The situation is illustrated below: enter image description here

The blue dot is an object with mass $m$, moving at constant speed on the equidistant line between the two masses $M$. The graph on the right shows how the potential energy of object $m$ changes as it moves along the line — gradually decreasing until it reaches a minimum at the centre of mass of the masses $M$.

Now so far so good, the problem arises when you examine the energy of mass $m$, in that its potential energy decreases without changing its kinetic energy, as the work done by the masses $M$ cancel each other out, and this seems to be a violation of the law of conservation of energy.

What I've tried

At first I thought the fallacy must lie within the assumption that the masses $M$ are not moving, which they most definitely are. However, after some more thought I realised this does not matter, because as long as the movement of the two masses are symmetrical, they still do zero work on mass $m$ overall. Indeed all it does is complicating the potential energy vs distance graph, yet the potential energy still changes without changing the kinetic energy.

  • 1
    $\begingroup$ If he object is moving at constant speed along that line, then there must be a third force acting on it. Under the influence of just the gravitational force exerted by the other two masses, the object will speed up as it moves to the center-point and slow down as it moves away from the center point, consistent with the conservation of energy. The work done by the two masses do not cancel! They are both positive while the object is moving towards the center and both negative while the object is moving away from the center. $\endgroup$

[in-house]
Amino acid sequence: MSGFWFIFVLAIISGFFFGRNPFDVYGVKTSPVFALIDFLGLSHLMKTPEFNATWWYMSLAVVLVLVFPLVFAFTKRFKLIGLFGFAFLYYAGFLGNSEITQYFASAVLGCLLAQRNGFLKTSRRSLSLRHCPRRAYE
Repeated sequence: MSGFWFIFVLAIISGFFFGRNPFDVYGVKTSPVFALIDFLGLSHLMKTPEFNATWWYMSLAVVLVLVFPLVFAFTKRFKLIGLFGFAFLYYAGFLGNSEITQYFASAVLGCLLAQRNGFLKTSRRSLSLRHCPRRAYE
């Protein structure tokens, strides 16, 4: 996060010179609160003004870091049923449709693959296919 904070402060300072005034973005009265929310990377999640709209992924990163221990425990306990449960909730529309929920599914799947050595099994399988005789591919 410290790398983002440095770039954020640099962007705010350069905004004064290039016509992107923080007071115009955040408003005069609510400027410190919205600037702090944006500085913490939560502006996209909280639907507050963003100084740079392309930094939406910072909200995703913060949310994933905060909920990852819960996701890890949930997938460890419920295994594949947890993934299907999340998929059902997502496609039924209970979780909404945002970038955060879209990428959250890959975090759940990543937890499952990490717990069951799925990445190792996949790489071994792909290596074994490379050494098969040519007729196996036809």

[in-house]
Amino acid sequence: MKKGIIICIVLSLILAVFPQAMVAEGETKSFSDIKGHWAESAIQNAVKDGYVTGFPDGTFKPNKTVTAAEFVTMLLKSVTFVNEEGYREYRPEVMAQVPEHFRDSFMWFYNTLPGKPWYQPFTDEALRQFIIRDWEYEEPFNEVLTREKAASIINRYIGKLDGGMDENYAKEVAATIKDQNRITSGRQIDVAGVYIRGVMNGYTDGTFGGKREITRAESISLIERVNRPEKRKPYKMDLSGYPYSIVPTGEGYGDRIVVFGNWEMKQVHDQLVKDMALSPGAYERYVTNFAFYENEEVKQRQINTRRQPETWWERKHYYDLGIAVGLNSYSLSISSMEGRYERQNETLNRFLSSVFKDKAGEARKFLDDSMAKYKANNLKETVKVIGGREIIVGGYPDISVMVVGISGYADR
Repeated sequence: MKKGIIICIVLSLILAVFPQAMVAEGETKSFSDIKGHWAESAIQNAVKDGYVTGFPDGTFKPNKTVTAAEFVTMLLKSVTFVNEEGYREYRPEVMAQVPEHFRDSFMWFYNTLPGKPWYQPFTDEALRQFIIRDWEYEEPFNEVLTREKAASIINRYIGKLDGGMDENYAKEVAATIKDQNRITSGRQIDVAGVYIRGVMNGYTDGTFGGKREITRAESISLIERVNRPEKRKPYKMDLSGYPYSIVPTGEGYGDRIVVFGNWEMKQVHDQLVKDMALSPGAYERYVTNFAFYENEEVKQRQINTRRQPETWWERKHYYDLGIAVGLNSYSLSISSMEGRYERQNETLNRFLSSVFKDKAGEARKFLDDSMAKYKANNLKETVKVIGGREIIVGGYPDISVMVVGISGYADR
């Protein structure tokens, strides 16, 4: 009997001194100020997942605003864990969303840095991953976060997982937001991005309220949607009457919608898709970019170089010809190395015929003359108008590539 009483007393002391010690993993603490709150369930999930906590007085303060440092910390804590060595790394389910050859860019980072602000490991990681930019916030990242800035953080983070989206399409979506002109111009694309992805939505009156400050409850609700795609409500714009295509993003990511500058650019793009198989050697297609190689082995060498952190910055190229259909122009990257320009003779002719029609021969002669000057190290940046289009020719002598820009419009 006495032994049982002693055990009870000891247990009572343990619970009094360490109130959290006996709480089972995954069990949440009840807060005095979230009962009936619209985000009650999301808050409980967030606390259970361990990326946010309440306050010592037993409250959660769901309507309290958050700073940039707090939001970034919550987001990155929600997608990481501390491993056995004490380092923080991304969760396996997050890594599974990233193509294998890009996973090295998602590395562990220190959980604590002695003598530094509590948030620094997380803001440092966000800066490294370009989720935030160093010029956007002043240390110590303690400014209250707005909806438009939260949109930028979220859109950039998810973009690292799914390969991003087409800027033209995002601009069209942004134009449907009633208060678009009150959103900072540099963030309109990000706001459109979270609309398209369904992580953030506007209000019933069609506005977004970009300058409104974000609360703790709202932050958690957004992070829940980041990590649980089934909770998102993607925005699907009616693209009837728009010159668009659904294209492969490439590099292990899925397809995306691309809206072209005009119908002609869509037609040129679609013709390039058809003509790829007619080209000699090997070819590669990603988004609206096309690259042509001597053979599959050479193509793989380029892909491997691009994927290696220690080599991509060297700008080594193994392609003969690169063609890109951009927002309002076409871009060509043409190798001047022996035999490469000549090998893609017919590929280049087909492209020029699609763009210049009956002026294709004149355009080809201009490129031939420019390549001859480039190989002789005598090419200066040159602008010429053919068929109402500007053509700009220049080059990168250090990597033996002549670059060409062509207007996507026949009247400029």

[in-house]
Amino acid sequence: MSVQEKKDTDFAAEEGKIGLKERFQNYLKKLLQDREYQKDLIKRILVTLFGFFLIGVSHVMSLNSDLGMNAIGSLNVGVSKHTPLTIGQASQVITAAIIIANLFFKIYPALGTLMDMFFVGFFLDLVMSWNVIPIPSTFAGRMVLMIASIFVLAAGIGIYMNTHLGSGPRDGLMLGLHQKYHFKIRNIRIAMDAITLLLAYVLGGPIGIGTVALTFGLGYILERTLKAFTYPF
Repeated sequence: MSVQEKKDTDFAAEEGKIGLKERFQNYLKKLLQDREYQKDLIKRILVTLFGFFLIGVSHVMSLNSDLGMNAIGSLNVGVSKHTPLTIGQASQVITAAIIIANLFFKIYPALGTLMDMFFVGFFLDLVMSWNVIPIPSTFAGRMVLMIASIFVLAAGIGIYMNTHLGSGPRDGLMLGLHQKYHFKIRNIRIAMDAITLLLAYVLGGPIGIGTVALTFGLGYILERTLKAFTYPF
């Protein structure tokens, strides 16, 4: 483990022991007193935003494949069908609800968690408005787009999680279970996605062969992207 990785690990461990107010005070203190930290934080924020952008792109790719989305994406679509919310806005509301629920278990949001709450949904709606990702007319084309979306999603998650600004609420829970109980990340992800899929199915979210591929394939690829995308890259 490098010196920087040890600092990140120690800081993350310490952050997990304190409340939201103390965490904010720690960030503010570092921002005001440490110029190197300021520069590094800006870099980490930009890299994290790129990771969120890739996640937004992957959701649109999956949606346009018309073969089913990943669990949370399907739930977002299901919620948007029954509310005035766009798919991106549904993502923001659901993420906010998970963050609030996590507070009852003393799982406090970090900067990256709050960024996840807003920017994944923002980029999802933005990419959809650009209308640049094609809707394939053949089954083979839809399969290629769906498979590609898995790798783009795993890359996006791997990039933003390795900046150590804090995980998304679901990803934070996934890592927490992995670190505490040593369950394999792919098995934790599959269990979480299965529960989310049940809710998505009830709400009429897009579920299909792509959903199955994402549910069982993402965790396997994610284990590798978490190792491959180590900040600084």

– march
    Commented Jan 27, 2022 at 5:20
  • $\begingroup$ By the way, if you find that the gravitational potential energy changes when the work done by the gravitational force is zero, then you're doing something wrong, because $\Delta P_{\textrm{grav}} = -W_{\textrm{by grav}}$, where you have to be careful about how you choose your system in order to interpret this statement. $\endgroup$
    – march
    Commented Jan 27, 2022 at 5:23
  • $\begingroup$ @march haha thank you so much I don't know how I missed that $\endgroup$ Commented Jan 27, 2022 at 6:37

1 Answer 1


As stated in march's comments, your belief that the work done by the masses cancels is false. The change in potential energy is just the negative of the work it does $\Delta PE_{gravity} = -W_{gravity} $. At every point along the line (except the intersection with a line joining the two masses M) mass m is subject to a net force along its direction of motion. You can see this by vector addition of the forces from the two masses. This force does work $W = \int \mathbf{F}_{gravity} \cdot d \mathbf{s} = \Delta KE$ on m. The net force changes sign where potential energy has its minimum.

Energy will be conserved even if the two M masses are held static. In this case the forces acting on them will not act over any distance so $W = \int \mathbf{F} \cdot d \mathbf{s} = 0$. The situation where the bodies are free but $M \gg m$ will approximate this.

  • $\begingroup$ I do NOT know how didn't notice this hahaha tysm. $\endgroup$ Commented Jan 27, 2022 at 6:36

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